Sagittal plane kinematics of fixed- and mobile-bearing total knee replacementsTibesku, C.O., Daniilidis, K., Vieth, V. et al.
The objective of this prospective, randomized, patient- and observer-blinded study was to analyze, in vivo, the knee joint kinematics in the sagittal plane in a patient population that had received either a fixed or a mobile TKA.
Thirty-one patients (57 knees) were evaluated by means of fluoroscopy during unloaded flexion and extension against gravity as well as during step up and step down with full weight bearing. In these 31 patients, 22 fixed-bearing TKAs, 16 mobile-bearing TKAs, and 19 natural knee joints were included. Fluoroscopic radiographs were evaluated by measuring the “patella tendon angle” in relation to the knee flexion angle, as a measure of anteroposterior translation, as well as the “kinematic index,” as a measure of reproducibility.
During unloaded movement, fluoroscopic analysis did not show a significant difference between both types of prosthesis design and the natural knee. In the weight-bearing movement, both types of TKA designs revealed a more linear patellar tendon angle curve, with a greater angle in extension and in flexion than in the natural knees. In the mobile-bearing group, interindividual deviations from the mean during weight-bearing movements were significantly less than in the fixed-bearing group.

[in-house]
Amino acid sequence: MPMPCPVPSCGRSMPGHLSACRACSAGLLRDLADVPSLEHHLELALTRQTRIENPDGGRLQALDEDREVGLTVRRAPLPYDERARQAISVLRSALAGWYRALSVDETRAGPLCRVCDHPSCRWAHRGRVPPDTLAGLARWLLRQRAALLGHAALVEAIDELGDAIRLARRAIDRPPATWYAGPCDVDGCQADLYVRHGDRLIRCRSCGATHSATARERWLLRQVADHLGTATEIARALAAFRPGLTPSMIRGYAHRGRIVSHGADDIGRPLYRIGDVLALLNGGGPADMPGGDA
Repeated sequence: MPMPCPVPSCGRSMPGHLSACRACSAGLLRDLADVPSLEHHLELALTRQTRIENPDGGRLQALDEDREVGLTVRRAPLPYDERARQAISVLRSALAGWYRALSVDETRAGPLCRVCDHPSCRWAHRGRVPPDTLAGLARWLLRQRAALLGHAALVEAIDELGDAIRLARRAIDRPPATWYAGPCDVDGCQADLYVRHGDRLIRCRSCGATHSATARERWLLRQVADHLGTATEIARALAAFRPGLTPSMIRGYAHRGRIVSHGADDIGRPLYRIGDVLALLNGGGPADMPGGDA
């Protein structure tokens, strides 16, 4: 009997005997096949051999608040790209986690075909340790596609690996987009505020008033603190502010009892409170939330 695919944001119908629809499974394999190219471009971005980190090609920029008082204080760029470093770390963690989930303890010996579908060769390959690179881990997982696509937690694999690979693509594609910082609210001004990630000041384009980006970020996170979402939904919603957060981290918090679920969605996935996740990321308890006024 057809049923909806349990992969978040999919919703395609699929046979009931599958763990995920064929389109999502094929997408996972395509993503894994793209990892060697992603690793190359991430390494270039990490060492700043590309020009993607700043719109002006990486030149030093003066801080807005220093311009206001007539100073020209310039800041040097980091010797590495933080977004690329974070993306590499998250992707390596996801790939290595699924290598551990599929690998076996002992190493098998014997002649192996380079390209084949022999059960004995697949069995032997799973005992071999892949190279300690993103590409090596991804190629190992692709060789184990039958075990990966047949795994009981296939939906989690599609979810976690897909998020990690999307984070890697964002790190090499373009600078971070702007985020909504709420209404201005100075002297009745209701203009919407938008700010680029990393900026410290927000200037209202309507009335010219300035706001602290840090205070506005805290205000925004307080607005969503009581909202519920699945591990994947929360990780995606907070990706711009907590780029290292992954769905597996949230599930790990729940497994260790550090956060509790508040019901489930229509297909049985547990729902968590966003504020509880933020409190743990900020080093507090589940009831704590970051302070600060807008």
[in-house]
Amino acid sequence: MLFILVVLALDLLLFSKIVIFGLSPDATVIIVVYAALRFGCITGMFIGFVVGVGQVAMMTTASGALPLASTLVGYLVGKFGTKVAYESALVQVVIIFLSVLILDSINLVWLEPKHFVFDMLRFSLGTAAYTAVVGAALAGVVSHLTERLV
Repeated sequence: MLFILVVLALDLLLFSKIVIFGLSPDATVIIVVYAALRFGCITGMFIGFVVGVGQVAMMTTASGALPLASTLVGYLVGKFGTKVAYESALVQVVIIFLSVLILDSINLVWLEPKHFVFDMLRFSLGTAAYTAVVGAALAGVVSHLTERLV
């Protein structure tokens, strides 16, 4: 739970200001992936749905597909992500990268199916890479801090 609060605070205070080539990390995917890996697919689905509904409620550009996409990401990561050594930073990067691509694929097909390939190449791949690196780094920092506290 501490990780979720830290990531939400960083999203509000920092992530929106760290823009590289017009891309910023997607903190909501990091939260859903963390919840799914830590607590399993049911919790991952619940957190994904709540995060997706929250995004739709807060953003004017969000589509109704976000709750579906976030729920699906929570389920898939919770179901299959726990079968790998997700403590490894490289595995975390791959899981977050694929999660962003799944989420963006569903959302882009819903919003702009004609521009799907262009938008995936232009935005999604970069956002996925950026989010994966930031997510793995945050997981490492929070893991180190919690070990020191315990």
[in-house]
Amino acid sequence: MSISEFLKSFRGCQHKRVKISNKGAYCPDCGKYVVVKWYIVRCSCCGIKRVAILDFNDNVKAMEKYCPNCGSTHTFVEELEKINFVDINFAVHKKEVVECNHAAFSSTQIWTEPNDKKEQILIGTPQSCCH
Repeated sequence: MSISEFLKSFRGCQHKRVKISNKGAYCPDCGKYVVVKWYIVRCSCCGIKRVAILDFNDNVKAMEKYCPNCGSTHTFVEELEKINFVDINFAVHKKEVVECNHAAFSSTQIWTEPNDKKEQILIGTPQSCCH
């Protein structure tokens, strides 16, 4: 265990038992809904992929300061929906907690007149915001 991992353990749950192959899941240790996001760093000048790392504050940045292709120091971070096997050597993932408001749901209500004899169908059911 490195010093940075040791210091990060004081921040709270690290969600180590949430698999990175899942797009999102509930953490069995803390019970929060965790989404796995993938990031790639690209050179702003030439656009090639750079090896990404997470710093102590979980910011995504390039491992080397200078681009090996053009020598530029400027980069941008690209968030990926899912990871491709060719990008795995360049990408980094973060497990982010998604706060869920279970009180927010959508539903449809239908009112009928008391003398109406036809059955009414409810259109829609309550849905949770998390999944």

No functional advantage of mobile-bearing TKA over fixed-bearing devices could be found. Both TKA designs showed the typical kinematics of an anterior instability. These results only apply to cruciate retaining mobile-bearing TKA with a bearing that allows both rotation and anteroposterior translation, using a sagittal plane kinematics analysis evaluated by such methodology. A possible influence of less variability of the kinematic pattern on clinical results still needs to be confirmed.
Level of evidence
Prospective comparative study, Level II.